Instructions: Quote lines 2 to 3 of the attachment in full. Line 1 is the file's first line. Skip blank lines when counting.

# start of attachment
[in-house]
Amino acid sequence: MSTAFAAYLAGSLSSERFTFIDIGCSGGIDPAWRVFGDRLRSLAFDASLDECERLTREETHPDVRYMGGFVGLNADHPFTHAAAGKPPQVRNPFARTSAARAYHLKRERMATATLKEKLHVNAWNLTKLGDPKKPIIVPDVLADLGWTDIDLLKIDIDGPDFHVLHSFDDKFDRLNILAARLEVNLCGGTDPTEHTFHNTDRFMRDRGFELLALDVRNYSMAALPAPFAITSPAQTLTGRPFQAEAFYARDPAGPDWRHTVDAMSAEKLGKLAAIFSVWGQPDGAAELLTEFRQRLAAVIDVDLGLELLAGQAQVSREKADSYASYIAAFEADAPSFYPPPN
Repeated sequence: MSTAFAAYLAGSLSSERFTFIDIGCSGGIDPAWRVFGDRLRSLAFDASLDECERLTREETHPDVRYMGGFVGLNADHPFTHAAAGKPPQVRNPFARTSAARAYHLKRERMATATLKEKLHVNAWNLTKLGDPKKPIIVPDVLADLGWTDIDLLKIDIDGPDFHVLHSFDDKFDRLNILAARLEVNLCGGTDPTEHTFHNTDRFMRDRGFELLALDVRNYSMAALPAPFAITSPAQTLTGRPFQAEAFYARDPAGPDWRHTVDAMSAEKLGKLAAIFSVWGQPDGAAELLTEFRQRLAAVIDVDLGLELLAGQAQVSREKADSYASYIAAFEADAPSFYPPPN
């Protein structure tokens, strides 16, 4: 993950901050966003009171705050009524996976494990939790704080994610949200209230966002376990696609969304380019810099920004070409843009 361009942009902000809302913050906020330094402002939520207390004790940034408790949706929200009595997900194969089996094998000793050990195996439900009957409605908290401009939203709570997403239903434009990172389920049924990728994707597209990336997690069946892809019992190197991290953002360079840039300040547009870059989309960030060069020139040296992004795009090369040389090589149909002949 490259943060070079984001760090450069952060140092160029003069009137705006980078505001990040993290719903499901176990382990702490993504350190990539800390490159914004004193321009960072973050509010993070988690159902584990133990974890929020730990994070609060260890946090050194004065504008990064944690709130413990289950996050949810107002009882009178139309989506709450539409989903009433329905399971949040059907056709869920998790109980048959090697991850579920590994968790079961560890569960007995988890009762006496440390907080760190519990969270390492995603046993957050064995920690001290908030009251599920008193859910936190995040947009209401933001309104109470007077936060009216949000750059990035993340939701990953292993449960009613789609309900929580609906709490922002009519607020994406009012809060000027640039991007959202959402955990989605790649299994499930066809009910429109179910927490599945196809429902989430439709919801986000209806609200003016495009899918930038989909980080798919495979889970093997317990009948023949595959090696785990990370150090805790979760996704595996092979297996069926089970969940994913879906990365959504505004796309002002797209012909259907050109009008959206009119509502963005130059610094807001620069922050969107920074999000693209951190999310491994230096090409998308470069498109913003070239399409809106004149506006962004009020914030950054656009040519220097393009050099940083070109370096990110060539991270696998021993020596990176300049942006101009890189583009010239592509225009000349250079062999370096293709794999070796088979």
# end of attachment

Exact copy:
Amino acid sequence: MSTAFAAYLAGSLSSERFTFIDIGCSGGIDPAWRVFGDRLRSLAFDASLDECERLTREETHPDVRYMGGFVGLNADHPFTHAAAGKPPQVRNPFARTSAARAYHLKRERMATATLKEKLHVNAWNLTKLGDPKKPIIVPDVLADLGWTDIDLLKIDIDGPDFHVLHSFDDKFDRLNILAARLEVNLCGGTDPTEHTFHNTDRFMRDRGFELLALDVRNYSMAALPAPFAITSPAQTLTGRPFQAEAFYARDPAGPDWRHTVDAMSAEKLGKLAAIFSVWGQPDGAAELLTEFRQRLAAVIDVDLGLELLAGQAQVSREKADSYASYIAAFEADAPSFYPPPN
Repeated sequence: MSTAFAAYLAGSLSSERFTFIDIGCSGGIDPAWRVFGDRLRSLAFDASLDECERLTREETHPDVRYMGGFVGLNADHPFTHAAAGKPPQVRNPFARTSAARAYHLKRERMATATLKEKLHVNAWNLTKLGDPKKPIIVPDVLADLGWTDIDLLKIDIDGPDFHVLHSFDDKFDRLNILAARLEVNLCGGTDPTEHTFHNTDRFMRDRGFELLALDVRNYSMAALPAPFAITSPAQTLTGRPFQAEAFYARDPAGPDWRHTVDAMSAEKLGKLAAIFSVWGQPDGAAELLTEFRQRLAAVIDVDLGLELLAGQAQVSREKADSYASYIAAFEADAPSFYPPPN